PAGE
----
Motorists driving through Georgia might have someone looking over their shoulders the next two weeks. If a seat belt is not fastened, drivers may wind up on the side of the road.
Georgia law enforcement officers begin their “Click-it or Ticket” campaign today. Until June 6, officers will be concentrating their efforts on enforcing seat belt laws.
“We can stop you for not wearing a seat belt. We don’t have to have any other reason,” said Lt. Chip Wagner of the Bibb County Sheriff’s Office. “Just like with window tinting, we can stop you if your windows are too dark.”
Wagner leads the county’s three-vehicle H.E.A.T unit that features dark blue Dodge Chargers that continually patrol local highways in the Highway Enforcement of Aggressive Traffic program.
Click-it or Ticket began as a statewide effort in North Carolina in 1993 and went national in 2004 through the National Highway Transportation Safety Board. This is the 10th year Georgia has participated in the program.
Bibb County’s H.E.A.T. units are on the streets year-round, but this two-week concentration gives the effort a heightened level of public awareness that may have contributed to higher percentages of seat belt usage.
Last year’s 84 percent usage rate was a new high for the country. Georgia’s rate was even higher at 88.9 percent.
The consequences for not fastening safety belts can be deadly. According to 2008 statistics, 66 percent of male drivers killed in traffic accidents were not wearing seat belts. Among male passengers age 18 to 34 who died in wrecks, 74 percent were not fastened into their seats. Seat belts saved an estimated 13,250 people ages 5 and older in 2008.
The current campaign also includes making sure children are secure in safety seats or boosters until age 6.
Although the Georgia General Assembly passed a law this year requiring seat belts be fastened in pickups, it awaits the governor’s signature.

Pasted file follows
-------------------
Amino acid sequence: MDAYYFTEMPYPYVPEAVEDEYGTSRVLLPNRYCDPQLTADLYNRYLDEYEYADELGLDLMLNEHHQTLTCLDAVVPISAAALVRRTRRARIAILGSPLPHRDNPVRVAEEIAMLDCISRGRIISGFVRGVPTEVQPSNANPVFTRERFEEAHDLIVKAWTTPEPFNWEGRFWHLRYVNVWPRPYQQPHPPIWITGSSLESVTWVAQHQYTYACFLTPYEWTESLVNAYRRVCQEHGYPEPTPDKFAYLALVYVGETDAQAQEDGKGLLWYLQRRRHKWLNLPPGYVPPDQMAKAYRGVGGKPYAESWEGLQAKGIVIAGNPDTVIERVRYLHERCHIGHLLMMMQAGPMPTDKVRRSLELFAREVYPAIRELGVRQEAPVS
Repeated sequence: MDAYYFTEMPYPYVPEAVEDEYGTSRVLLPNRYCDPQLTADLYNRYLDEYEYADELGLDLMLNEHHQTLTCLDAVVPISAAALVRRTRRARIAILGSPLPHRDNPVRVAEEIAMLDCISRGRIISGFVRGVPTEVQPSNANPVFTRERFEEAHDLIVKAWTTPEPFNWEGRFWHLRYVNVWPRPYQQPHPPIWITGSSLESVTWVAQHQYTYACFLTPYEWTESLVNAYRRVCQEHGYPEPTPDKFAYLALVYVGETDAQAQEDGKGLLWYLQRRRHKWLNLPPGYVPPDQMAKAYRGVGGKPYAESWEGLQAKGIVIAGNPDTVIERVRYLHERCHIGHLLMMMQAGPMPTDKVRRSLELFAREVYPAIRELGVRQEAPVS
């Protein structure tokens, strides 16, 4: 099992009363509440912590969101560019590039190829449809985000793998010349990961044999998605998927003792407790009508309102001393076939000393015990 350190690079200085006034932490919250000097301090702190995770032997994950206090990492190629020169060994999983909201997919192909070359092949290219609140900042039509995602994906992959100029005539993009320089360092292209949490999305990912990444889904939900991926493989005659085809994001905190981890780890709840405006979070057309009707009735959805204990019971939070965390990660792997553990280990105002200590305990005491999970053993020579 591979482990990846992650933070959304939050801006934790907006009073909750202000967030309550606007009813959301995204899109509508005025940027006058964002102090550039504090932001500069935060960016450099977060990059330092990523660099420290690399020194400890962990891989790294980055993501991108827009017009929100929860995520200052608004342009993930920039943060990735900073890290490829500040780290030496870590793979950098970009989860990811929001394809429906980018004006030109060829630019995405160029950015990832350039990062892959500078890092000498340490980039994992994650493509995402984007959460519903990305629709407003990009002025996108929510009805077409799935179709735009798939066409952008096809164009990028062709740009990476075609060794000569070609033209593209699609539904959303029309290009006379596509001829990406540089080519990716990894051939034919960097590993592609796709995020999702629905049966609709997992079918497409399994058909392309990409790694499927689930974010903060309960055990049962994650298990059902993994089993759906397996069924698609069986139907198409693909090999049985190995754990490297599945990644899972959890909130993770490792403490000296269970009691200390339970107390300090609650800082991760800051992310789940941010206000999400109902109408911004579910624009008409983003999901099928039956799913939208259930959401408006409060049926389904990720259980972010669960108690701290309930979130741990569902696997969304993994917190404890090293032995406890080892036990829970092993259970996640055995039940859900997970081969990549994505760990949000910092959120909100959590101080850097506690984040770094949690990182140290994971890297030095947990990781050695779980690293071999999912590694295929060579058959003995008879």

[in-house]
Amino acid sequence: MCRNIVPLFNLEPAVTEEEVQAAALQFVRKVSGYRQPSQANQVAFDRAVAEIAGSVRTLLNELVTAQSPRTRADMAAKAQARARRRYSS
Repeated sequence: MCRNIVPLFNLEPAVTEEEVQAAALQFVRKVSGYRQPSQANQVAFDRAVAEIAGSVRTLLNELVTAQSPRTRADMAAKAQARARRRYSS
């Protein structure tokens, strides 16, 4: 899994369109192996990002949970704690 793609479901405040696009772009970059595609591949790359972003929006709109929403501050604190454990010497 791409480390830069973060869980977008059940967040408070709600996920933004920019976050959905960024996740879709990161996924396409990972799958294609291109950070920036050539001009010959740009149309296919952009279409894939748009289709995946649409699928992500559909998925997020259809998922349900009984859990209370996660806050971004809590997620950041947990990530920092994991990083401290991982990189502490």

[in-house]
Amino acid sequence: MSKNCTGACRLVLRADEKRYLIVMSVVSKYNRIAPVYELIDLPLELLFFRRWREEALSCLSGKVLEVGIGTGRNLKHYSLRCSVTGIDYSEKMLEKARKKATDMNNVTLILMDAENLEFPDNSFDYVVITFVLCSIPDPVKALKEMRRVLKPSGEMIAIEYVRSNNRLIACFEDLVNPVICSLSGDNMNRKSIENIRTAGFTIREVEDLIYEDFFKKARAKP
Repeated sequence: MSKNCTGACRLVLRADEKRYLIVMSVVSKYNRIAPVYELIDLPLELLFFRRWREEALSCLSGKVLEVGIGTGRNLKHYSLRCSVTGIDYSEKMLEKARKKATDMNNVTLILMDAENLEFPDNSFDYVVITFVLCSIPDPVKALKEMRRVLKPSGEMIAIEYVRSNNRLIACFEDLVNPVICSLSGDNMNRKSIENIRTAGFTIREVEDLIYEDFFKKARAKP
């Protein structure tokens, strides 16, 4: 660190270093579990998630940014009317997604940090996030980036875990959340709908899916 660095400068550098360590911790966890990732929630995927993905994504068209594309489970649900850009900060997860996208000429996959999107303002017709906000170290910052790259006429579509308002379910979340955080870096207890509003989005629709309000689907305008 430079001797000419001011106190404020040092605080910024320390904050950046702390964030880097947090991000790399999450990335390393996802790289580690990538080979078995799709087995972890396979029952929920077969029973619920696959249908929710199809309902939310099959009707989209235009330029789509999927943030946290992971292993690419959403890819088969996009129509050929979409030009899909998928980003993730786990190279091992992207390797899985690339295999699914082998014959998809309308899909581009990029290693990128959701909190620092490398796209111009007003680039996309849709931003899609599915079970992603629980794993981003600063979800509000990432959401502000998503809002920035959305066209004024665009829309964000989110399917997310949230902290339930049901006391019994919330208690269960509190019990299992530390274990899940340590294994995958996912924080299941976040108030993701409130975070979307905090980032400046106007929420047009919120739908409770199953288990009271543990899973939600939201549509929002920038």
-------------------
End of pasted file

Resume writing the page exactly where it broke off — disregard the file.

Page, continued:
“He has reviewed it, but we have not had any action on it,” said Michelle Parks, a press assistant for Gov. Sonny Perdue. “You’ll hear something by June 8.”
Wagner said he’s looking forward to the pickup enforcement taking effect as millions of dollars in federal grant money for highway programs have been held back because Georgia does not currently require seat belts be buckled in pickups.
“We’ll get a whole bunch more money to the state that will be shared among us all,” Wagner said. “It will definitely cut down on fatalities involving pickup trucks.”
The Governor’s Office of Highway Safety reports seat belt usage across the nation remains at the lowest levels for people in pickups.
The 2008 statistics show 67 percent of drivers and 70 percent of passengers killed in pickups were not wearing seat belts.
Along Interstate 16, Twiggs County Sheriff Darren Mitchum said his officers will be out enforcing seat belt laws, too.
“We always participate as much as we can,” Mitchum said. “Right now along I-16, we have a lot of road construction, so we’ll have patrols stepped up out there because of that, and we’ll have roadblocks out there.”
Click-it or Ticket coincides with the “100 days of Summer H.E.A.T.” safe-driving campaign that began last Monday. This year, Georgia’s fastest drivers will face additional fines under the new “Super Speeder” law. A $200 fine is tacked onto speeding tickets written for 75 mph or higher on a two-lane road or 85 mph or higher anywhere in Georgia.
To contact writer Liz Fabian call 744-4303.